Corporate social responsibility respected in the outdoor industry

Corporate social responsibility respected in the outdoor industry

Fair production and animal welfare. The outdoor industry has listened and responded to criticism from interest groups more than virtually any other industry. As a result, animal welfare organisations are praising outdoor firms and when it comes to social standards, the industry is meeting the strictest multi-stakeholder demands. During OutDoor 2016 – the leading industry trade show in Friedrichshafen (July 13 to July 16, 2016) – these issues will continue to be high on the agenda

Ducking the issue is not an option. The impetus provided by campaigns from different interest groups might have been on occasion painful, but the outdoorchillenoutdoor160066 industry has faced up to the criticism and ultimately shown that high social standards, fair production, animal welfare and sustainability are all possible. There is no excuse not to be addressing these issues. This is something that will be abundantly clear at the OutDoor, both at the booths and in the conferences and presentations, where the industry will be further discussing Corporate Social Responsibility (CSR).

The list reads like a who’s who of the outdoor industry: Deuter, Dynafit, Haglöfs, Jack Wolfskin, Maier Sports, Mammut, Mountain Equipment, Ortovox, Salewa, Schöffel, Sprayway, Vaude. Although these brands are competitors, when it comes to supply chain responsibility and good working conditions and labour standards they are allies. As such they are all members of the Fair Wear Foundation (FWF) – a multi-stakeholder organisation that promotes, improves and audits rigorous social standards. In addition, the brands Adidas, Fjällräven, Kathmandu, Patagonia and Prana are members of the American equivalent – the Fair Labour Association. “Overseeing the whole supply chain and ensuring transparency – from raw materials to finished product – is one of our biggest and most important challenges. This is a project which is never finished, instead it’s an ongoing process, which we continue to monitor and optimise,” says Christiane Dolva, CSR Manager Fjällräven.

CSR and raising social standards is an issue which is by no means straightforward, however the outdoor industry is blazing a trail and also calling for greater  commitment from others. “As a FWF member, we are in a position to be able to press ahead with new CSR projects. But it is also very important for the right political decisions to be taken to ensure long-term living wages around the world,” explains Melanie Kuntnawitz Head of Vendor Control Jack Wolfskin. Vaude has a similar opinion. Hilke Patzwall, CSR Manager, talks of “The industry’s obligation to provide” and also calls for “stronger, binding measures from policy makers.” The outdoor industry feels that fair production should be the norm, as “functional and fair are by no means a contradiction in terms,” according to Herbert Horelt, Country Manager Germany, Haglöfs.

pilgernoutdoor160191The outdoor industry is also leading the way on animal welfare. Down is indispensable for making lightweight and warm functional jackets. However, down with live-plucking and force feeding is unacceptable – and the welfare of birds should be respected. Mountain Equipment has been setting an example for transparency for eight years now with its ‘Down Codex’ from the ‘International Down and Feather Laboratory’ (IDFL); the same applies to Fjällräven with its ‘Down Promise’. Schöffel, has signed up to the ‘Cruelty Free Down Challenge’ organised by international animal welfare organisation ‘Four Paws’. The outdoor industry was also the driving force behind setting up the ‘Responsible Down Standard’ (RDS) with Allied Feather & Down and Textile Exchange two years ago, to make it easier to procure certified down. Most brands now act in the same way as Salewa, “Since the end of 2014, we only purchase RDS-certified down and have started to label our products accordingly,” says Marie Måwe, CSR Manager Oberalp Group.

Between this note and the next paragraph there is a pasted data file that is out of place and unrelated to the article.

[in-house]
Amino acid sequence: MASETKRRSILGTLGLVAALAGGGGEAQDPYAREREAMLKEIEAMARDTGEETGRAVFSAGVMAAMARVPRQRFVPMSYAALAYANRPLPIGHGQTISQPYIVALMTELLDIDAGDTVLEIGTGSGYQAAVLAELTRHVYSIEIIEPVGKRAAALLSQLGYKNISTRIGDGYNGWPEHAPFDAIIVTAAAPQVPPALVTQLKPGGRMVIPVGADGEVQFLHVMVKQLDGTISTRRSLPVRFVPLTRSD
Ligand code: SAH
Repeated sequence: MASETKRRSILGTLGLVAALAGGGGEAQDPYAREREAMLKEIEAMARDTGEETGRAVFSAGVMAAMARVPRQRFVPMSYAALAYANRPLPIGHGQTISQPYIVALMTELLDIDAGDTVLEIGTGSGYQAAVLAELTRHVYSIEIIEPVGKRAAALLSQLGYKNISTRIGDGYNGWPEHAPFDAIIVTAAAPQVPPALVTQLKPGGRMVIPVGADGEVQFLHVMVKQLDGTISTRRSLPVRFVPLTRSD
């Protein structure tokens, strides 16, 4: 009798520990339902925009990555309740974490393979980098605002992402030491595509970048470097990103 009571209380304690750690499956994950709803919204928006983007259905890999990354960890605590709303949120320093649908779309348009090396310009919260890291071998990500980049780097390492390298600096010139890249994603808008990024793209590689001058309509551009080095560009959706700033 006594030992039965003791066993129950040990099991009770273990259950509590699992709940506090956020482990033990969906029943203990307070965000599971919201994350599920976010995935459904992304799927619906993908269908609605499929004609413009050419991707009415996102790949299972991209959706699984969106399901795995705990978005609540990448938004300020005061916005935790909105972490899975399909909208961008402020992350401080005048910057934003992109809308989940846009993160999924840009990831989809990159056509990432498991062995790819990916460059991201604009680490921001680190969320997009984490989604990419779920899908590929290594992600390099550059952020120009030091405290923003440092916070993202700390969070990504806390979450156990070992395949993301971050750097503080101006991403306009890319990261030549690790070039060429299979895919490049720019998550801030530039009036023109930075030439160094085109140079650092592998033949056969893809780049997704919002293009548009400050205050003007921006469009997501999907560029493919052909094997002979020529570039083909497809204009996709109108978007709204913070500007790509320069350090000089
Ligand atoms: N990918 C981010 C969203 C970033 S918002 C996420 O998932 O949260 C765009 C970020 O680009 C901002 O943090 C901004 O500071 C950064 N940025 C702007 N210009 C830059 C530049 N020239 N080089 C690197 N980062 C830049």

OutDoor 2016 will see the launch of the new ‘Responsible Wool Standard’ (RWS) – an equivalent standard for wool. Working together with Textile Exchange, the RWS aims to promote international standards for animal welfare, farming and pasture management, to ensure maximum transparency in the supply chain. For years now, the leading brands Icebreaker and Smartwool have been using ZQ-certified merino wool. The new ‘Responsible Wool Standard’ will make it possible for others to adhere to similarly high animal welfare standards.

The industry has come a long way, but it’s not there yet. “Sustainability is a long journey. Nature is the foundation and origin of our industry,” says John Jansen, President of the European Outdoor Group on outdoor activities and the environment. He emphasises that “This is why sustainability is essential for our success in the future.” And this is why the outdoor industry is happy to take a lead, “We can’t leave it to end consumers to take responsibility,” stresses Norröna CEO Jørgen Jørgensen.

OutDoor 2016 is open to trade visitors only from Wednesday, July 13 to Saturday, July 16 (Wednesday to Friday from 9 a.m. to 6 p.m. and Saturday from 9 a.m. to 5 p.m.).

www.outdoor-show.com


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